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Ventura says surtaxes for stadium are an option
by Robert Whereatt, Kevin Diaz and David Phelps

Gov. Jesse Ventura said Wednesday that placing surtaxes on top of existing stadium-related sales taxes would be an acceptable way to fund the public's share of a new stadium.

It was the first time the governor has been specific about revenue sources for a stadium other than his oft-repeated call for authorizing legalized betting on professional sports and taxing it.

But Ventura said he would oppose using existing taxes on ticket sales or concession sales or the income taxes generated by players. That money now flows to the state's general fund.

The general fund is the central pot of money that pays for most state services.

"Don't take my [general fund] revenue from me," he cautioned.

The governor's comments may help guide an 18-member task force that is considering whether new stadiums should be built for the Twins, the Vikings and the University of Minnesota football Gophers and, if so, how to pay for them.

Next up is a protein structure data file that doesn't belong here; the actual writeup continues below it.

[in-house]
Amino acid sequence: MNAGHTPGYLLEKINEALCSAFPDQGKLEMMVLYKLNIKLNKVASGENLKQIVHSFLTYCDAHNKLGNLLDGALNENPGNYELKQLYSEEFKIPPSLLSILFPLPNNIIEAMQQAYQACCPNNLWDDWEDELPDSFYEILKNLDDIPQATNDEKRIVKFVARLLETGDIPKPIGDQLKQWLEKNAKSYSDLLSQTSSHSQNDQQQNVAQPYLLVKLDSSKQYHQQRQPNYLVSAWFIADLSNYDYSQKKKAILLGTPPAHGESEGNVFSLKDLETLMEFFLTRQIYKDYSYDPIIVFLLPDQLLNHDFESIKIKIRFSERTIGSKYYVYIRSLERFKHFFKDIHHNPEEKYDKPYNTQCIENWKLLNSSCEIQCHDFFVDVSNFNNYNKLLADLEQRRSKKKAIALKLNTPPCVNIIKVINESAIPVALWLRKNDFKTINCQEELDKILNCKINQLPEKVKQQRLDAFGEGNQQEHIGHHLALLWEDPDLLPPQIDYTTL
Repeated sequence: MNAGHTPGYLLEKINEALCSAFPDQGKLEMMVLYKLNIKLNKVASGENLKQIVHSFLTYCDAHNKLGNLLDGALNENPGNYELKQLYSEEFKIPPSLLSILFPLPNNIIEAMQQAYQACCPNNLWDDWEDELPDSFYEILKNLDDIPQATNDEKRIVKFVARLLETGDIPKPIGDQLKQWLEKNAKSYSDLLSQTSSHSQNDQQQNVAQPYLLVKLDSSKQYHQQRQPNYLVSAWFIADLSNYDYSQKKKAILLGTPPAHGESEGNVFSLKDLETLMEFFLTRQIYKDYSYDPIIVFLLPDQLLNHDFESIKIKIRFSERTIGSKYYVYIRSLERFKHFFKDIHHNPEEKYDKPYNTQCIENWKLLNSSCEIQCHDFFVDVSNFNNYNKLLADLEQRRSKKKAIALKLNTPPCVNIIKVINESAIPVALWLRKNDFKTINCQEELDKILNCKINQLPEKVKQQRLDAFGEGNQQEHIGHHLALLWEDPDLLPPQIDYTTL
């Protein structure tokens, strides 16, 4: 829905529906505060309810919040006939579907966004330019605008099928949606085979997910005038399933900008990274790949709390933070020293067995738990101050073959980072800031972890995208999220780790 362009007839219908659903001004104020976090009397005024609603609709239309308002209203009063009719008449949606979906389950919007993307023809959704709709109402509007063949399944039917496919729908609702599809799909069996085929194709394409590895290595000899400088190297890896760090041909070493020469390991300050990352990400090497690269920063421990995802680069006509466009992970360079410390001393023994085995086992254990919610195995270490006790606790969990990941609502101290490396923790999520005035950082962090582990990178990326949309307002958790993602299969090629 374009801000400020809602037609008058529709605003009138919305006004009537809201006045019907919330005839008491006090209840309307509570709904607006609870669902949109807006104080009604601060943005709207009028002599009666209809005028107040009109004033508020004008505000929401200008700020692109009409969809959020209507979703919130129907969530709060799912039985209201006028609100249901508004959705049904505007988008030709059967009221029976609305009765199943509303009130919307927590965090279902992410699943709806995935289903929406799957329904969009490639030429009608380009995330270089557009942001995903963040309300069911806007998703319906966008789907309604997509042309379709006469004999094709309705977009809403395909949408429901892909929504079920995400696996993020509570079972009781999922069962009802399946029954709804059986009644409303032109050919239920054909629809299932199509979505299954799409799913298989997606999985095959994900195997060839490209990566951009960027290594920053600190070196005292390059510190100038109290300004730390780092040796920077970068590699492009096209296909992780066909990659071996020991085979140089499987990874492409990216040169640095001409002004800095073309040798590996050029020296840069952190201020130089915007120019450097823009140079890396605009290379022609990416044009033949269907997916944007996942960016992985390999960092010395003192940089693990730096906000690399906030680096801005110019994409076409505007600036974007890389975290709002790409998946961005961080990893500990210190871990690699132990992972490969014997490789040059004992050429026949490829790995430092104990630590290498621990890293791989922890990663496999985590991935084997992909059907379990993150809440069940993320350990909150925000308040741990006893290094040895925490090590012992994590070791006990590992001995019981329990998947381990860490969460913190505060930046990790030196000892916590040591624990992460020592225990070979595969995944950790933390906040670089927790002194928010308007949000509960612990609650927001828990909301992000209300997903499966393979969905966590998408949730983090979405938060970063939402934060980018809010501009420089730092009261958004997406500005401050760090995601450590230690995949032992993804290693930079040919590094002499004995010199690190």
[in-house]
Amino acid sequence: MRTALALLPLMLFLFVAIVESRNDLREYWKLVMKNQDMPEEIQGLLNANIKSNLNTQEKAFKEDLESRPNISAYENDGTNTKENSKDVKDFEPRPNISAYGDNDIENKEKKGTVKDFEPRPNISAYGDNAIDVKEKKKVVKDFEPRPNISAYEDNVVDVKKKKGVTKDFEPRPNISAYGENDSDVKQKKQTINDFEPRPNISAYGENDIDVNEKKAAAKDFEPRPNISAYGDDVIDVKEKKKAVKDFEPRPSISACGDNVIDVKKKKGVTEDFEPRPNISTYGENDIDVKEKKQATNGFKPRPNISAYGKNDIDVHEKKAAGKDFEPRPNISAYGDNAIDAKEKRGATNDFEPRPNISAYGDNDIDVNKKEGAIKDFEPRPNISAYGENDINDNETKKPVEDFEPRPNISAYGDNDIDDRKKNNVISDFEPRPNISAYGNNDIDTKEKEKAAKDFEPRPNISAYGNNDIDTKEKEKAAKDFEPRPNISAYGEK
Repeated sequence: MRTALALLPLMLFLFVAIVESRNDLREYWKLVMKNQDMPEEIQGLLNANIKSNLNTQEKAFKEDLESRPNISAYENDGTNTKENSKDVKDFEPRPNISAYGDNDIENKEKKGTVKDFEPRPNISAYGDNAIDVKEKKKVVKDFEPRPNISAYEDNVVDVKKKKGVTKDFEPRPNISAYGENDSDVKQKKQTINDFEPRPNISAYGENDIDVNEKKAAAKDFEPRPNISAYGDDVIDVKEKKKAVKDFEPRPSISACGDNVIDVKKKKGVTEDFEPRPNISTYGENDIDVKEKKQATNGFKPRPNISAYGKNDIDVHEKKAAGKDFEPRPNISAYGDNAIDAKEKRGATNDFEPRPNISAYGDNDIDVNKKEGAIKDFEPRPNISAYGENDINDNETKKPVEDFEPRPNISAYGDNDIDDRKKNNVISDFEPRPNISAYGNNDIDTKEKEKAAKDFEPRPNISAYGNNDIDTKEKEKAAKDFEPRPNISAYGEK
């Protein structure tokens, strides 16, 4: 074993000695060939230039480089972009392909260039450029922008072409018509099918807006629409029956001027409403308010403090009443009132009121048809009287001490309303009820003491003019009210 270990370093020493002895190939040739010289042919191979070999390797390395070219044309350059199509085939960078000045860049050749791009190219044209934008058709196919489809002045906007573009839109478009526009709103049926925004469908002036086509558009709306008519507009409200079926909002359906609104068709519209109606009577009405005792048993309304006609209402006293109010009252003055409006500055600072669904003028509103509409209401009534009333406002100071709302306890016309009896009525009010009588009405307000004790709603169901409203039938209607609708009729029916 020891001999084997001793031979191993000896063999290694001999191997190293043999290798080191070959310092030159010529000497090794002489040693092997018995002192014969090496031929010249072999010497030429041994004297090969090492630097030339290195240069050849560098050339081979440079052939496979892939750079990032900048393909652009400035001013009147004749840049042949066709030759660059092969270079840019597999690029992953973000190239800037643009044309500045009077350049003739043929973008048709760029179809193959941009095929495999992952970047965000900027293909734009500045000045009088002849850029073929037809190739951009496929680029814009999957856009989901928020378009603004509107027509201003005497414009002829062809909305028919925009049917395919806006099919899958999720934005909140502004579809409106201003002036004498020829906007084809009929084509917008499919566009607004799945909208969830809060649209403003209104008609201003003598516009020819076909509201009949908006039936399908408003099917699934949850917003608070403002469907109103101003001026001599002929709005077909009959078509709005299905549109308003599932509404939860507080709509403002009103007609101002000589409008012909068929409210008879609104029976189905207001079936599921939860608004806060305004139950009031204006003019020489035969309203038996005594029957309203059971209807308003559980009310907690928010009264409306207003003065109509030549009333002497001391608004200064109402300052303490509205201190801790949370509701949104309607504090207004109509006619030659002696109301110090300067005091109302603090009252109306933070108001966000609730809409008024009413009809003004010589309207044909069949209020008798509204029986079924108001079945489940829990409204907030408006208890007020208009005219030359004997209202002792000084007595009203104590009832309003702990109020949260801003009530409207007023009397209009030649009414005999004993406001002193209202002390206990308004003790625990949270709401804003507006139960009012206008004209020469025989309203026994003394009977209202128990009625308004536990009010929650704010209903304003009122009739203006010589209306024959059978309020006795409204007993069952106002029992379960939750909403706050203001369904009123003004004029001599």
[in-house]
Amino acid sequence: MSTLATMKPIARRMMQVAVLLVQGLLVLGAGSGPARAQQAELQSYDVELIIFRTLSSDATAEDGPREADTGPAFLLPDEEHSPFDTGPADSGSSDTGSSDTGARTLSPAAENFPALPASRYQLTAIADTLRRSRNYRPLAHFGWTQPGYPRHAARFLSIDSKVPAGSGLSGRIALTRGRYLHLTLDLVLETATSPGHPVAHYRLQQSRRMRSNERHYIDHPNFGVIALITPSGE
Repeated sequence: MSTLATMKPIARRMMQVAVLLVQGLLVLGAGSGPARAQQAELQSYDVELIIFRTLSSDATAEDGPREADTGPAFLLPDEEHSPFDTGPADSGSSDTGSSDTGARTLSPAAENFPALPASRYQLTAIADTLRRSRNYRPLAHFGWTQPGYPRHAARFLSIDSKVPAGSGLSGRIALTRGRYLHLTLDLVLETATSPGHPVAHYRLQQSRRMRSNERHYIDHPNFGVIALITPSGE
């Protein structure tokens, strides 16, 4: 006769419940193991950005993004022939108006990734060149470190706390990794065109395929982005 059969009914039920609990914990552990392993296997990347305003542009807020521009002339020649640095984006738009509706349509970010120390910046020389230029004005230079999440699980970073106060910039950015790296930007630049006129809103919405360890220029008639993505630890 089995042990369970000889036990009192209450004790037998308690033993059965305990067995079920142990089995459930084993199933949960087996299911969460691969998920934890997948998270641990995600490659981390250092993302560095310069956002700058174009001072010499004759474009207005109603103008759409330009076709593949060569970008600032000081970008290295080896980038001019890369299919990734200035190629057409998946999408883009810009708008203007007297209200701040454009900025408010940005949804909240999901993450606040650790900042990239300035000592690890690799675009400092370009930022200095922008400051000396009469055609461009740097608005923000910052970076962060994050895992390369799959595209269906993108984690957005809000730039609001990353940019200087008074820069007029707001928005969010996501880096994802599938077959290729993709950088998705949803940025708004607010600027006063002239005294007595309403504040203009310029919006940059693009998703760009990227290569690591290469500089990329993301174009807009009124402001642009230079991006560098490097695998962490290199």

The task force will hold its second meeting at 1 p.m. today in the State Office Building in St. Paul.

The governor gave 10 radio and television interviews Wednesday to discuss Major League Baseball's decision to eliminate two teams. The Twins and the Montreal Expos are thought to be the most likely targets of contraction.

In the past, the Twins have resisted suggestions that they raise the price of tickets or concessions as a way to fund a stadium. Such a move, they have said, would discourage attendance -- resulting in no net gain and an inability for the team to pay off its share of a new stadium.